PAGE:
in logic, data from disk array will pass it to ram and push to cpu for cal.
if more jobs need to be done by cpu, however, there are no data feed to cpu, then, most of the cpu % will still pending for waiting IO

If ZFS had MORE CPU would it go to the ioWait or would ZFS not eat it up?
the cpu% will be lower, for example wa->19.2, id->~54

If ZFS wouldn't eat up more then adding a 3rd and 4th (CPU) should provide more CPU resources for other apps & OS duties.... CORRECT?
No, new task will pending, as cpu is waiting for disk IO, then, the figure should be.
User process-> % Up
Sys process->% no change
idle->% down
IO WAIT->%Up
 

T_Minus

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IO Wait would only increase if the other tasks required data managed by ZFS, correct? IE: RAID0 Mirror passed through to same VM wouldn't wait on CPU as it's not managed by ZFS.

ZFS will use as much CPU as it can until it's waiting for disks, so if we have various Pools used by various VMs then ZFS CPU allocation should be sized accordingly and not generalized, is that an accurate statement?
 

cn9amt100up

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IO Wait would only increase if the other tasks required data managed by ZFS, correct?
IO wait will increase if others tasks required data at the same disk array.

ZFS will use as much CPU as it can until it's waiting for disks, so if we have various Pools used by various VMs then ZFS CPU allocation should be sized accordingly and not generalized, is that an accurate statement?
In theory, yes.
 

T_Minus

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Can you move a ZFS filesystem from "system to system" as long as you use the same controller, or can that even be swapped out when failure occurs?

I want to make sure I'm prepared :)
 

gea

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Not sure if I understand your question correctly.
A ZFS filesystem is not tied to a disk, vdev or controller.
Data on a pool are striped over all vdevs/disks for performance reason.

What you can do:
- use zfs send to copy a filesystem to another location (on same or different host)
- move any disks around between any controller or add disks on any controller or move all disks to another host with any controller where you can import the pool without any prior actions needed to prepare the move.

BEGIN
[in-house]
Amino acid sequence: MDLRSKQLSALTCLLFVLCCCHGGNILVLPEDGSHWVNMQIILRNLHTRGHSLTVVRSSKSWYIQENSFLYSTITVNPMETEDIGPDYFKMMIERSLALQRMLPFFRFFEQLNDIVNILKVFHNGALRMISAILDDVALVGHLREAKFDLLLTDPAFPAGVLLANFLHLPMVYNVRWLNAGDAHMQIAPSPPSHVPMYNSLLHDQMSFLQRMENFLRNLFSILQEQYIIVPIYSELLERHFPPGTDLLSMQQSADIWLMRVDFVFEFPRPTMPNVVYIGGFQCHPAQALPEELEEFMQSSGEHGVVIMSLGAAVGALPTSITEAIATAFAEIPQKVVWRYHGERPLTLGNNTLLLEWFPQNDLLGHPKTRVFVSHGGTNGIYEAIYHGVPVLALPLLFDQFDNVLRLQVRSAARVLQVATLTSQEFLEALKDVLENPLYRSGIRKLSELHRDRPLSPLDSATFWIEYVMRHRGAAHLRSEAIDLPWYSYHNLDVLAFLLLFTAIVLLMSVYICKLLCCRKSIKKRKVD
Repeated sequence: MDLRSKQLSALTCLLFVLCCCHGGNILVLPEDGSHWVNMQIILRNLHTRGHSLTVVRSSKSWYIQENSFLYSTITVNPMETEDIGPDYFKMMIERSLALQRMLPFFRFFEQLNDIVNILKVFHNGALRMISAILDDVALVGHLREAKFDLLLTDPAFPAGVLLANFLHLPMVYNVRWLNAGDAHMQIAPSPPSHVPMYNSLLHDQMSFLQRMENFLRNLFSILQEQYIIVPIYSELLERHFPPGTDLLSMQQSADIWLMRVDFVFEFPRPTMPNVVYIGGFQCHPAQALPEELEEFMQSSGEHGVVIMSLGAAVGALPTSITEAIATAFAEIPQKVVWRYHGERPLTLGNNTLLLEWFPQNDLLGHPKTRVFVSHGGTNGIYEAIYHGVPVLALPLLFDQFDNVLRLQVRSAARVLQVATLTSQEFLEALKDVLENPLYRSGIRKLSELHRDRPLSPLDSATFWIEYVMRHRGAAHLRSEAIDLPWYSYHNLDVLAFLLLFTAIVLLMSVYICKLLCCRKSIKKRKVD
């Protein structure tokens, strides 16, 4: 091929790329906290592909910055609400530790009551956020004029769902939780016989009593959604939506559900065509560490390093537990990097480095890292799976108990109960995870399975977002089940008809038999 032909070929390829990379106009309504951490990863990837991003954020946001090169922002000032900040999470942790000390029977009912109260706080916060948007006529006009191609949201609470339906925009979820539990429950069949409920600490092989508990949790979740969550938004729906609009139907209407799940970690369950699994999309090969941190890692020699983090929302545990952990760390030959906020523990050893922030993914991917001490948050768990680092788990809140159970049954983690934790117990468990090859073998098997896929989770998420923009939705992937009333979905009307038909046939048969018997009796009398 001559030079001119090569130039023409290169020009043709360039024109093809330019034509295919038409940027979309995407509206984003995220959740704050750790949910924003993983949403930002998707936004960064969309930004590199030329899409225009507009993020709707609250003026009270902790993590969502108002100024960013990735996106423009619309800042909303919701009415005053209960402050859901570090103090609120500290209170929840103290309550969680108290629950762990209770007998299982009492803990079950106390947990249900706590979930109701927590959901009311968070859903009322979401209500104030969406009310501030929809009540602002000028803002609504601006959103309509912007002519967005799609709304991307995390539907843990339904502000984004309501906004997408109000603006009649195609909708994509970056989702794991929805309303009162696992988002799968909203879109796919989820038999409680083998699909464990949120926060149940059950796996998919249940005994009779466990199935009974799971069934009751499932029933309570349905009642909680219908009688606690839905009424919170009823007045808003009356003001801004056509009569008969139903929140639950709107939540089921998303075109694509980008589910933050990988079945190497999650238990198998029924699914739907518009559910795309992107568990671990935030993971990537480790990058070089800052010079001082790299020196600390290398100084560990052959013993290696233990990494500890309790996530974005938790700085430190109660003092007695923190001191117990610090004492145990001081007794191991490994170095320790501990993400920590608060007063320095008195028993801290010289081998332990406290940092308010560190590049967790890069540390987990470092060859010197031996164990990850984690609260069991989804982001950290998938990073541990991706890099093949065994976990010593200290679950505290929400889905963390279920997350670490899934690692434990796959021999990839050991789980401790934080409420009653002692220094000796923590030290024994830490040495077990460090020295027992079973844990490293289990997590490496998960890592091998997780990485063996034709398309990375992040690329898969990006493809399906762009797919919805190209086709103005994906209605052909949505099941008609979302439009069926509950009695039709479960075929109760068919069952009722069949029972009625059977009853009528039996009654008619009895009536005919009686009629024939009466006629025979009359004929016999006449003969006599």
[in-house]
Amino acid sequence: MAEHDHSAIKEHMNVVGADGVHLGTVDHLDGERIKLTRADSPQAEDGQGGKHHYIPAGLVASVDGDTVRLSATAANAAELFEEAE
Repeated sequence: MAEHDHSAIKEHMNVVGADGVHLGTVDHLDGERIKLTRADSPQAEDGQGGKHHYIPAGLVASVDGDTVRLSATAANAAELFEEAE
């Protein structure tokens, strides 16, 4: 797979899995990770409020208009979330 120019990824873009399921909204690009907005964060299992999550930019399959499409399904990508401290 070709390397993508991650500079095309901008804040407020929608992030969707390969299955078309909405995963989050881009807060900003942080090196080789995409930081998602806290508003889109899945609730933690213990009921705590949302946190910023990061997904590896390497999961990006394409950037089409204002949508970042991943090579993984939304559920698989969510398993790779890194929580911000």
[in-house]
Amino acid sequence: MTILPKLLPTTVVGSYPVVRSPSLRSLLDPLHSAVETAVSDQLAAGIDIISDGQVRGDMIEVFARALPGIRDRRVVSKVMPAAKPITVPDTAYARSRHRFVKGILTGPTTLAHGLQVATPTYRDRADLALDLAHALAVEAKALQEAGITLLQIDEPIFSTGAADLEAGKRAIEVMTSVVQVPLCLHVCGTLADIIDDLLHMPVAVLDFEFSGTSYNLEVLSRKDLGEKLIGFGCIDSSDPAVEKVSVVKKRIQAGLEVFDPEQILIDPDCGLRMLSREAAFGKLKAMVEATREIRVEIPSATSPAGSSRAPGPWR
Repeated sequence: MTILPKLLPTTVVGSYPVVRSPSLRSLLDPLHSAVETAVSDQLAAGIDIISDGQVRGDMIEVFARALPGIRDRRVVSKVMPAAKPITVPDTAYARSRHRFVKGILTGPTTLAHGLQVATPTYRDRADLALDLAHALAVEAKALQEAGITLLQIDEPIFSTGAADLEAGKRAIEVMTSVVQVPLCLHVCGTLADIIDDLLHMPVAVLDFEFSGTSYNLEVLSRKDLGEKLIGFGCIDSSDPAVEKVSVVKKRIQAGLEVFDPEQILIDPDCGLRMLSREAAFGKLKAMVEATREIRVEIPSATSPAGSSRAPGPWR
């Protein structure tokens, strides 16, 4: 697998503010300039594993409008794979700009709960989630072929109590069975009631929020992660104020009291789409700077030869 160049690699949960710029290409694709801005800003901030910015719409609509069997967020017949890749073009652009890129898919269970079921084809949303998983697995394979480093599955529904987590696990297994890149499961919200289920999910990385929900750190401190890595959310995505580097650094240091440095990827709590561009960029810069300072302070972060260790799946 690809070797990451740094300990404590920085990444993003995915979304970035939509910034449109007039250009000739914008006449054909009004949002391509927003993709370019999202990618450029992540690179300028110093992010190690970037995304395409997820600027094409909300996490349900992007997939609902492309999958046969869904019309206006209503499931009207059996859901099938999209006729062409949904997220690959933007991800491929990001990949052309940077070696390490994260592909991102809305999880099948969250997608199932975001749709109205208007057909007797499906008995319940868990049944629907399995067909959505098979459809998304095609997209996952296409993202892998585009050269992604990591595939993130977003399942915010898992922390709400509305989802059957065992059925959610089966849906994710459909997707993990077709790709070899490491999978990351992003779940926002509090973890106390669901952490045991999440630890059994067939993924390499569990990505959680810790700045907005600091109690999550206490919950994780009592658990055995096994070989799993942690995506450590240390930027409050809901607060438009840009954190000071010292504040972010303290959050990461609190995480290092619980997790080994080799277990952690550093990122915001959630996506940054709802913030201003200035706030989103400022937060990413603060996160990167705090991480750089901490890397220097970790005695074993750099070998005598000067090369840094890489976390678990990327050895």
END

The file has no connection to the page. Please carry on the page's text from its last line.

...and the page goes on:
No problem as ZFS raid is software raid and all needed infos are on pool.
 
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TeeJayHoward

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Can you move a ZFS filesystem from "system to system" as long as you use the same controller, or can that even be swapped out when failure occurs?
I've moved a ZFS filesystem between hosts before with completely different hardware. I pulled the six disks out of one computer running Solaris, plugged them in to another computer running ZFSonLinux (not caring at all about which disk gets plugged in where), and did a zpool import. All of my data was there. Different chipset, different controller, different everything. As long as you have all the required disks you're golden.
 
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CreoleLakerFan

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I've moved a ZFS filesystem between hosts before with completely different hardware. I pulled the six disks out of one computer running Solaris, plugged them in to another computer running ZFSonLinux (not caring at all about which disk gets plugged in where), and did a zpool import. All of my data was there. Different chipset, different controller, different everything. As long as you have all the required disks you're golden.
This ... existing ZFS pools are recognized by different systems. I've moved a pool between hosts running OmniOS/Napp-it and NexentaStor and it was immediately recognized.